For 10 years he felt he was going a little crazy, okay maybe a lot, in moments.
Let us never negate our intuition, because some 10-odd years, countless conversations with GPs, a 6-month wait for a neurologist and literally 5 minutes of testing with him, later, sanity was offered up.
“I’m not going to beat around the bush Charles, you have Parkinson’s.” Dr. Jogg said.
As a loving daughter who had embarked on this intensive journey 2 1/2 years earlier, after noticing a slight tremor in his left hand, I was stunned. No where along the line had anyone even offered up this concept; I’d been at every doctor visit. The countless tests had been clear. His memory was above par for a man in his 80s, he swam 5-days a week and loved his bike rides.
But no matter, we journeyed for answers, because regardless of what they ever said, my dad knew something wasn’t right.
As a kindred friend and loved one you don’t question, you just get busy delving in, asking, recording, digging deeper and demanding that this healthcare system not chalk any ailments up to ‘simply old age’ and offer up the less-than-adequate prescription of ‘live with it’.
For me, the diagnosis brought on skepticism. How could this be so simple, assessed and diagnosed so quickly by one doctor when countless others hadn’t even recognized a hit of it? Dr. Jogg, with less than a reputable bedside manner, but certainly a reputation for successfully supporting patients with varied neurological anomalies, put me in my place.
“I assure you Jennifer, this is what it is. It is casebook. Just because you don’t understand it, does not mean that it isn’t so.”
Even so, on top of indignation (which was the easiest go-to in the moment), I was filled with wonder, concern and a frightening flashback to a book I’d once read by Michael J. Fox about his dance with this particular split-personality villain (half blessing/half curse).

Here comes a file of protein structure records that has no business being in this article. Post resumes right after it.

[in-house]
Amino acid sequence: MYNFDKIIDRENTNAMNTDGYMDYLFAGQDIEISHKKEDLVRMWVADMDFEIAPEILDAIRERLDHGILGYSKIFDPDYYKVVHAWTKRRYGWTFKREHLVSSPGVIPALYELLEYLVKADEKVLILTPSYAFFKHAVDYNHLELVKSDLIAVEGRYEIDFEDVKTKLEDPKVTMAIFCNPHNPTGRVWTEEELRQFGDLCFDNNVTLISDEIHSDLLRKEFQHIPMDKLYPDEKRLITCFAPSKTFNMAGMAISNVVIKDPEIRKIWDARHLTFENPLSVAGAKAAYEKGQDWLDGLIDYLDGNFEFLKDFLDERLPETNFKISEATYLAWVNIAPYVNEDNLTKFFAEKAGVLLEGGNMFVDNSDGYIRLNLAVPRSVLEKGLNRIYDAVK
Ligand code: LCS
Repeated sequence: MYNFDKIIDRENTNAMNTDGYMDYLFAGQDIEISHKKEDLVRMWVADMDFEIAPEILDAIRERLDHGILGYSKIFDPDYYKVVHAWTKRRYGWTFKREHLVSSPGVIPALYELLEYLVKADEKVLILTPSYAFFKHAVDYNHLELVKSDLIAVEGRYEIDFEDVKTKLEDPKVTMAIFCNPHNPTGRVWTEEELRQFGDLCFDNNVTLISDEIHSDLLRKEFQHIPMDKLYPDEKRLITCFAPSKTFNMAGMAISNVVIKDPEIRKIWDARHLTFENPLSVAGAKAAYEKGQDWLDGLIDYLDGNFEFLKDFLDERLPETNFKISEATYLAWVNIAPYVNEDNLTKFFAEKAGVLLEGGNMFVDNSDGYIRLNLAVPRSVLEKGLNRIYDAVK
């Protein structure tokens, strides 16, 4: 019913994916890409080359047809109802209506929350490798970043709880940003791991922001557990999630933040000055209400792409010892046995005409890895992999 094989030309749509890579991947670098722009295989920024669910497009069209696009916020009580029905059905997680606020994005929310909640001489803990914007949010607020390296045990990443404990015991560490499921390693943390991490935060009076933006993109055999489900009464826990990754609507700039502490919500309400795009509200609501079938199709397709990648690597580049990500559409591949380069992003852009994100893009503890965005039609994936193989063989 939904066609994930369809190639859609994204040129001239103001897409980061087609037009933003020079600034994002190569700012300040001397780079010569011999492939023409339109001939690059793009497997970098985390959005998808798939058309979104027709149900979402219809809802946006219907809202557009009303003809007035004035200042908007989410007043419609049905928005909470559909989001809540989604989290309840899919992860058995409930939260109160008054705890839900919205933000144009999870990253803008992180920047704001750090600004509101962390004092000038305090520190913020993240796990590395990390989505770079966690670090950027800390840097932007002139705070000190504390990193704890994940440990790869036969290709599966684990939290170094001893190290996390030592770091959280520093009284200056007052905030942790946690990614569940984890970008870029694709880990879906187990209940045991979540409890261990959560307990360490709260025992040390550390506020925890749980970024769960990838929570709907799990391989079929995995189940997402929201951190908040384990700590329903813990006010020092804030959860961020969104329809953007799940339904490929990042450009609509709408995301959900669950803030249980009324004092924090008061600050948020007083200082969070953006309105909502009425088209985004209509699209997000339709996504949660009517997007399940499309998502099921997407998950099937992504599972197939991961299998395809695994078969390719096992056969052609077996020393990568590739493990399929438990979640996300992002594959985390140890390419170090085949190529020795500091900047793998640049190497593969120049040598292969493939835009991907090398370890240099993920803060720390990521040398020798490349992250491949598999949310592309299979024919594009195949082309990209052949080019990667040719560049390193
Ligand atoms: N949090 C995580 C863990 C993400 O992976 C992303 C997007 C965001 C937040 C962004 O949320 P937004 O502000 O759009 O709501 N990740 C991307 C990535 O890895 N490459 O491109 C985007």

For my father, the diagnosis brought on a long slow out-breath that I couldn’t read, amidst the information flowing our way and the influx of experts offering up pamphlets and support systems.
As we walked back to the car, I gathered my thoughts, swallowed my fears and remembered, this truly wasn’t about me. As we belted in, I couldn’t help notice the calm of the air.
“Daddy, how are you? How do you feel about what Dr. Jogg said?”
There was a deep silence, not surprising as my dad has never been one for dramatics and one certainly for the blessings that all of life brings to call us forth to greater knowing and action.
“Jenny, I can’t tell you how relieved I am.”
I suppose if I thought about it, I wouldn’t have been surprised with this answer knowing my daddy, but I wasn’t there yet so I simply listened.
“I’m not crazy Jenny. I’m not. I’ve always known there was something wrong and everyone just kept trying to convince me otherwise. I am happy to know. Now I can see my way forward, no matter what may come. This is a gift.”
Moments define us, don’t they?
Right here, this second, wrapped up with a conscientious bow, was the essence, strength, courage, sweet simplicity and profound wisdom of my father.
Four years later at 86, Charles is a beautiful enigma for Dr. Jogg.
He still swims, 6-days a week now,
bikes as soon as the snow melts, and
tucks in each night at 9 p.m. to count his blessings and settle his mind on all that matters most.
He flows with life.
He does not entertain angst or worry.
He surrenders to the perfection in it all, no matter how imperfect it may be.
And always in response to, “How are you feeling Daddy?” he predictably answers,”I have my ups and downs and my memory bothers me a little, but Jenny, honestly I am so grateful to have the health I do and the love of my blessed family.”
Looks like the another villain is discovered to be
not so treacherous after all and
a Hero’s valiant qualities enlighten yet another day,
setting an example for us all.
In honor of your CAPEabilities
and the qualities you cultivate to inspire others in your midst,